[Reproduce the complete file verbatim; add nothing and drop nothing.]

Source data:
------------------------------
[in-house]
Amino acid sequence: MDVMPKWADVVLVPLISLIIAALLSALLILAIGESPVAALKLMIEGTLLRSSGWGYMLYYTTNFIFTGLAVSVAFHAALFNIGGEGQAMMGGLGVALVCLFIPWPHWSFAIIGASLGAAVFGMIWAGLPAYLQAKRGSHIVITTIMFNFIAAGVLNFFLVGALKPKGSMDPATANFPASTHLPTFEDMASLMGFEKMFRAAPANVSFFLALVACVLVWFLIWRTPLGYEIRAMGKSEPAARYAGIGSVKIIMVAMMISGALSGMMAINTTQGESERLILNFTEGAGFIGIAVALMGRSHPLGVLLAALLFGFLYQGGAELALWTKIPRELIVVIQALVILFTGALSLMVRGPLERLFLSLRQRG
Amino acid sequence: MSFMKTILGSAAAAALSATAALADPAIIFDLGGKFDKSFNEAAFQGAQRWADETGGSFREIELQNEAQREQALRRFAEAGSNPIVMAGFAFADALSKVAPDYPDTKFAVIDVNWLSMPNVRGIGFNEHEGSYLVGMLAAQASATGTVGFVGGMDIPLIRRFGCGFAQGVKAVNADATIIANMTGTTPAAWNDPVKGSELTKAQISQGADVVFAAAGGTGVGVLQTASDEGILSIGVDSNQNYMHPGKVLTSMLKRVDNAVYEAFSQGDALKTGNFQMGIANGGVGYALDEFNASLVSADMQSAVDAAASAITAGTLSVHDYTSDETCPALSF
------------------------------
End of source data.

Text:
[in-house]
Amino acid sequence: MDVMPKWADVVLVPLISLIIAALLSALLILAIGESPVAALKLMIEGTLLRSSGWGYMLYYTTNFIFTGLAVSVAFHAALFNIGGEGQAMMGGLGVALVCLFIPWPHWSFAIIGASLGAAVFGMIWAGLPAYLQAKRGSHIVITTIMFNFIAAGVLNFFLVGALKPKGSMDPATANFPASTHLPTFEDMASLMGFEKMFRAAPANVSFFLALVACVLVWFLIWRTPLGYEIRAMGKSEPAARYAGIGSVKIIMVAMMISGALSGMMAINTTQGESERLILNFTEGAGFIGIAVALMGRSHPLGVLLAALLFGFLYQGGAELALWTKIPRELIVVIQALVILFTGALSLMVRGPLERLFLSLRQRG
Amino acid sequence: MSFMKTILGSAAAAALSATAALADPAIIFDLGGKFDKSFNEAAFQGAQRWADETGGSFREIELQNEAQREQALRRFAEAGSNPIVMAGFAFADALSKVAPDYPDTKFAVIDVNWLSMPNVRGIGFNEHEGSYLVGMLAAQASATGTVGFVGGMDIPLIRRFGCGFAQGVKAVNADATIIANMTGTTPAAWNDPVKGSELTKAQISQGADVVFAAAGGTGVGVLQTASDEGILSIGVDSNQNYMHPGKVLTSMLKRVDNAVYEAFSQGDALKTGNFQMGIANGGVGYALDEFNASLVSADMQSAVDAAASAITAGTLSVHDYTSDETCPALSF